Researching across disciplines Researching across disciplines

The Literacy and Development Group (LDG) brings together researchers from the Schools of Education and Lifelong Learning, International Development and Language and Communication Studies at UEA.
 
Formed in 2003, the group takes a ‘situated literacy' approach, aiming to combine theory and practice to engage actively with key policy institutions in the UK and internationally and to encourage cross-cultural interaction between literacy researchers and practitioners around the world.
 
Researching literacy practices in schools, adult learning programmes, development organisations and universities in a range of country contexts, we focus particularly on issues of power, inequality and social change. We promote inter-disciplinary perspectives and methodologies, particularly collaboration between anthropologists, linguists and economists. 
 
We have strong links with development agencies and organisations, including UNESCO, the Asia and South Pacific Bureau for Adult Education (ASPBAE), British Association for International and Comparative Education (BAICE) and various NGOs in South Asia. LDG is also represented on the UK Literacy Working Group and UK Forum for International Education and Training (UKFIET)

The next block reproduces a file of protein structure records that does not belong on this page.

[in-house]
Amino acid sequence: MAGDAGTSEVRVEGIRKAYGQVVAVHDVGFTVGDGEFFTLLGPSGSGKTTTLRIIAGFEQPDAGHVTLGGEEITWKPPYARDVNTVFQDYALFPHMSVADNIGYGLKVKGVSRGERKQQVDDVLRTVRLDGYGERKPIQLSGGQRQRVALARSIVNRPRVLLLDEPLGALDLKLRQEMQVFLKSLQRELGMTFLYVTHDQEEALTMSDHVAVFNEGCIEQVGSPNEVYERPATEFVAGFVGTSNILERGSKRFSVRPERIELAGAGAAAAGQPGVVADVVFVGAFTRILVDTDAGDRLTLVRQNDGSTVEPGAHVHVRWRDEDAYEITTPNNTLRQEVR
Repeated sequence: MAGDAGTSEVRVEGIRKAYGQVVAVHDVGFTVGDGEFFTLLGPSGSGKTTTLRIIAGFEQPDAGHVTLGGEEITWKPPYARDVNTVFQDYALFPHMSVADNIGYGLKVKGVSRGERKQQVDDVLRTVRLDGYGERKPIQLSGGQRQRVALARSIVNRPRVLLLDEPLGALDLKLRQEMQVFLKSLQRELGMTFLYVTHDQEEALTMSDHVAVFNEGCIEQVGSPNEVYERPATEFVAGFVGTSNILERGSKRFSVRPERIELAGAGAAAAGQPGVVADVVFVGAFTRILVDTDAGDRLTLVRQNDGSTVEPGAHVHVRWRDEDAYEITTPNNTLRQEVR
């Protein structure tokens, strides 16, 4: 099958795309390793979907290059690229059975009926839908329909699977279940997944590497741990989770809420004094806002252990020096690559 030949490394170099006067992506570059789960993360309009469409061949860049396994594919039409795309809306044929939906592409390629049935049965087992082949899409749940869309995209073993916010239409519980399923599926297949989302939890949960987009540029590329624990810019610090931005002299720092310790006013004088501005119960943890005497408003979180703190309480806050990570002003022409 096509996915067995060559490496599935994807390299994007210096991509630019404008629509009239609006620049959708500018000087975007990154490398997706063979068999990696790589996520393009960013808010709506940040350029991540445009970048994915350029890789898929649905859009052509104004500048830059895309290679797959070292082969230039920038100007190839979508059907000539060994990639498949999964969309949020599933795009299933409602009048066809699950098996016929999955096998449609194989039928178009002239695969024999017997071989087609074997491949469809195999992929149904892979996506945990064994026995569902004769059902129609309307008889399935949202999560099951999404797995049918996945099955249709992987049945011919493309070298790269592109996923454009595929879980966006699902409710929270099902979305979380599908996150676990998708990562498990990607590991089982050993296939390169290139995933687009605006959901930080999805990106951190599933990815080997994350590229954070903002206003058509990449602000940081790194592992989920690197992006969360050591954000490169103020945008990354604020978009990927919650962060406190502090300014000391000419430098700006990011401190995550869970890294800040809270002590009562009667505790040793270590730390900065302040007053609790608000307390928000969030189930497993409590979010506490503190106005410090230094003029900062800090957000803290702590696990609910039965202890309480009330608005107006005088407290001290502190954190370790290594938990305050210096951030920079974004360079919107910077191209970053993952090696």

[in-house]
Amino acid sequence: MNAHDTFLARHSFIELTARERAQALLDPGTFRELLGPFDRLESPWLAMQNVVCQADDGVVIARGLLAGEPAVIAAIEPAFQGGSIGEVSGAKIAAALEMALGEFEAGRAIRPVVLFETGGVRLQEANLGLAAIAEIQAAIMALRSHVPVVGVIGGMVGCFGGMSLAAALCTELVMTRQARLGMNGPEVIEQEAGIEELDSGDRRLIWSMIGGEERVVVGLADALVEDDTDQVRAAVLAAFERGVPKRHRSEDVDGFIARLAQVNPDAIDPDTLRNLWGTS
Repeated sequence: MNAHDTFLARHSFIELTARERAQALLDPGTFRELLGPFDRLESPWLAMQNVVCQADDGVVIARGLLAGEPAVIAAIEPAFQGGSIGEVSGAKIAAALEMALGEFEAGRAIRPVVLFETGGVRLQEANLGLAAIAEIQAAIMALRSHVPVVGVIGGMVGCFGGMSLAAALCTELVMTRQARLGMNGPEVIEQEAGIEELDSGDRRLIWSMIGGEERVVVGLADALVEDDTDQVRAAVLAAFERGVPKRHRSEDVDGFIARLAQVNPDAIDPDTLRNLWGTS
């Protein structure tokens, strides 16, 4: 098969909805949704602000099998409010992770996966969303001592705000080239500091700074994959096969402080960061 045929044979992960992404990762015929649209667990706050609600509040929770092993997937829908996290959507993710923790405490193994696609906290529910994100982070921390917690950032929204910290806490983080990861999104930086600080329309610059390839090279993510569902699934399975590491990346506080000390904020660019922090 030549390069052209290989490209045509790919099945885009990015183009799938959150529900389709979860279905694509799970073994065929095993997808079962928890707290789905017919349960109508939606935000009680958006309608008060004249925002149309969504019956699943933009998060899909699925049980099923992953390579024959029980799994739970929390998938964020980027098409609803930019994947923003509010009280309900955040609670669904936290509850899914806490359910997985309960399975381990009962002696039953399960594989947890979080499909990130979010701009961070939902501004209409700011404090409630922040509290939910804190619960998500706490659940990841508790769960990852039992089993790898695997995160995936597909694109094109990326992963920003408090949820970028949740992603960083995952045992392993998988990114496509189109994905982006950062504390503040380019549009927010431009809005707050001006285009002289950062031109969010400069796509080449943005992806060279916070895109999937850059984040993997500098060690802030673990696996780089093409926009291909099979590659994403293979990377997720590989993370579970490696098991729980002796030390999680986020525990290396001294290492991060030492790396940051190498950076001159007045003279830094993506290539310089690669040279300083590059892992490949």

Our regular conferences have brought together researchers from across the world to debate issues around education, literacy and development, including:- ‘Literacy Inequalities', ‘Gender and Adult Education', and ‘Literacy, Identity and Social Change'. We have conducted commissioned research for major development agencies, including the mid-term review of the UN Literacy Decade and UNESCO's Global Monitoring Reports on Education For All.
 
The Literacy and Development Group researchers provide valuable support for the MA Adult Literacy, Lifelong Learning and Development course. We welcome applications from literacy activists, trainers, adult educators, policy makers and others interested in studying in this area. 

Our Research

 

 

LDG Members

 

 

Policy Impact